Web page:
Gordon Brown: My life, our times

By Gordon Brown

Penguin Random House

Not flash, just Gordon.

That was the (initially effective) slogan that accompanied former British prime minister Gordon Brown into 10 Downing Street back in 2007.

After what was perceived to be the spin-laden era of his predecessor, Tony Blair, Brown – who had become the UK’s longest-ever serving British finance minister over the previous 10 years – was seen as a safe pair of hands. Someone whose intellect and gravitas would underpin a period of stability. Someone who, having yearned and maneuvered for the top spot, would surely have a raft of ideas and policies waiting to be unleashed once he was finally ensconced in Number 10. That was the theory. The reality, however, was somewhat different.

Domestic missteps, the impact of global financial crisis and his seeming inability to adapt to changing times combined to ensure that Brown’s was a premiership only three years in length, one that ushered in an ongoing period of opposition for his beloved Labour Party.

Now, ten years on from when he became prime minister, he has published his memoirs. A weighty tome – perhaps reflecting his reputation as a serious politician for serious times – has landed in the bookshops. So, what do we make of it? Much like his political career as a whole, there’s both good and bad.

Let’s start with the good. The book serves as a vivid reminder of where he was most effective, such as granting independence for the Bank of England, keeping the UK out of the euro and, in particular, when he played a pivotal role in stabilising the global economy after the financial crash of 2007-08, and subsequently preventing a great depression. That’s a track record any leader could look back on with pride.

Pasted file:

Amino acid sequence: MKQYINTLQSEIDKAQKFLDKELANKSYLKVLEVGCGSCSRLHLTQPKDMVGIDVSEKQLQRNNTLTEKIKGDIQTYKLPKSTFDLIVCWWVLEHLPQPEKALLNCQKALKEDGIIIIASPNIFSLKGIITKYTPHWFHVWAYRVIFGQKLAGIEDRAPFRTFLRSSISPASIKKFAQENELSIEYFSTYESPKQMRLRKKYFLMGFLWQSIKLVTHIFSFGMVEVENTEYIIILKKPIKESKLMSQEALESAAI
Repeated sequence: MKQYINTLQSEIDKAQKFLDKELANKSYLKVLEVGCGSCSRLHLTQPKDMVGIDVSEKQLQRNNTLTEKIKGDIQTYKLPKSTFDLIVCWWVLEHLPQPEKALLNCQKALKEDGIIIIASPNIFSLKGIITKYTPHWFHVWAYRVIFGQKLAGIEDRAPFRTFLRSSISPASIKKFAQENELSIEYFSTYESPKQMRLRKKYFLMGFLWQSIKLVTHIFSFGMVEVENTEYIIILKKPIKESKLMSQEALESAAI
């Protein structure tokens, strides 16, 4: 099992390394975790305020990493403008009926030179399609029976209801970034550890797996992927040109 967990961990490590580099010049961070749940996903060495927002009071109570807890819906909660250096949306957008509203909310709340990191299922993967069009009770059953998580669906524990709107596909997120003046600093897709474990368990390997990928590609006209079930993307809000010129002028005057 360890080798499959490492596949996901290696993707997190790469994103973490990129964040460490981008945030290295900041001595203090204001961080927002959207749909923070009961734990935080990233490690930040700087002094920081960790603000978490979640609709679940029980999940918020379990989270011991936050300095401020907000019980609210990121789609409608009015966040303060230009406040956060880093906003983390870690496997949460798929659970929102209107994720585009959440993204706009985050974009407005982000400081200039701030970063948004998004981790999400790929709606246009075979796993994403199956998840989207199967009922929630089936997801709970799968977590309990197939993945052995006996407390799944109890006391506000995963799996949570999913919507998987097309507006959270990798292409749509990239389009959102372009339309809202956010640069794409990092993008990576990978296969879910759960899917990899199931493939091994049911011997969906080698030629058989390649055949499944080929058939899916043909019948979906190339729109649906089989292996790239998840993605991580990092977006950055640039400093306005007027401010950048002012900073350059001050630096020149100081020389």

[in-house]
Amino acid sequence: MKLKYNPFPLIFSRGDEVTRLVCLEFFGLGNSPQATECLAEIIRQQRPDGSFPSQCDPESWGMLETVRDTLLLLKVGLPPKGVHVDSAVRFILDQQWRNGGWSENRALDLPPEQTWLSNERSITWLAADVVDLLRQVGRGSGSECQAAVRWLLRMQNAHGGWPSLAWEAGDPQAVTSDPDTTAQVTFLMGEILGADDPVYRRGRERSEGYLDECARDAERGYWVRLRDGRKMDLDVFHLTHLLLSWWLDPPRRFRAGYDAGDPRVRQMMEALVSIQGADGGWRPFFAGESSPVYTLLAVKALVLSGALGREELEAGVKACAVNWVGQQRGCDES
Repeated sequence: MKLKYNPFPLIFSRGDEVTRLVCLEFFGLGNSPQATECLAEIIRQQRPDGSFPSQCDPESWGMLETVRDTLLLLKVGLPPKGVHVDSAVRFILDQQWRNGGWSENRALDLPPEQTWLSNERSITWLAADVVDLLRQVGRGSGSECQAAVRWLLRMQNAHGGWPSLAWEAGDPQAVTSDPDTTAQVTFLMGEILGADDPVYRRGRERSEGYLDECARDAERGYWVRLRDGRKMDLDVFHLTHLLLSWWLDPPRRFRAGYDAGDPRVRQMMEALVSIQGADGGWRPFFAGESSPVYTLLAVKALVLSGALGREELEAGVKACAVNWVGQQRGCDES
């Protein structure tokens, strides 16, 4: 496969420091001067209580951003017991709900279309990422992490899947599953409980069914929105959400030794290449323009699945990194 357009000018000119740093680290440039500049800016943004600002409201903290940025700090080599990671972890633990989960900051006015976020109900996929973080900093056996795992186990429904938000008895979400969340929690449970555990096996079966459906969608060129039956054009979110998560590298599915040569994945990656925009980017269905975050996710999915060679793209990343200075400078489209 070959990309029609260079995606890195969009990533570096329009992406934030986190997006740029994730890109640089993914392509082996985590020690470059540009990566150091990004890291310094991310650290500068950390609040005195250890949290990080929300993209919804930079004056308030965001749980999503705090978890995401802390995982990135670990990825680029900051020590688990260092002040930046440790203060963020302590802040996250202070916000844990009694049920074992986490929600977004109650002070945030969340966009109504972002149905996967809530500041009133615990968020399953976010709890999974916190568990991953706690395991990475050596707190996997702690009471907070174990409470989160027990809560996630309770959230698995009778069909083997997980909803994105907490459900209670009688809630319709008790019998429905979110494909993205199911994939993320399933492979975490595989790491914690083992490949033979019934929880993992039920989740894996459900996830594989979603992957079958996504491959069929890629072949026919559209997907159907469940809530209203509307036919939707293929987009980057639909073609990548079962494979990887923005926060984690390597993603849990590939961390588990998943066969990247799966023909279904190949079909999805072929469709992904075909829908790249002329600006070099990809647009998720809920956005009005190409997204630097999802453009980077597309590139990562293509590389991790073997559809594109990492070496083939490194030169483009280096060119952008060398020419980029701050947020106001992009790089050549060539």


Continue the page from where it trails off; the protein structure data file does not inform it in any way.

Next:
Unfortunately, he also fails to honestly explain where, how and why he went wrong. Brown freely admits that he never mastered Twitter, nor what he describes as the “touchy-feely” era he found himself in as prime minister. His comfort zone was (and presumably still is) a pile of economics books, one far away from the public spotlight.

But his attempt to blame his inability to get to grips with social media and the more trivial aspects of being prime minister (chat shows and the like) as the ultimate reason for why his premiership went awry simply doesn’t ring true. Nor does his claim that he only pulled back from an early general election in 2007 because he discovered Labour was running short on funds. Really? The fact that the polls had tightened and momentum was with the Tories didn’t have any influence on the decision?

Similarly, Brown has clearly nursed many a grievance over his time in politics. Tony Blair is blamed for supposedly going back on a deal to stand down at some point during his second term. And Brown still contends that had he stood against Blair for election as leader of the Labour Party in 1994 he would have won. (Very) few believe he would have done so.

Such failures to face up to reality are immensely frustrating for this is a book that soars in parts, yet deflates in others. An apt metaphor, perhaps, for Brown’s time in Downing Street.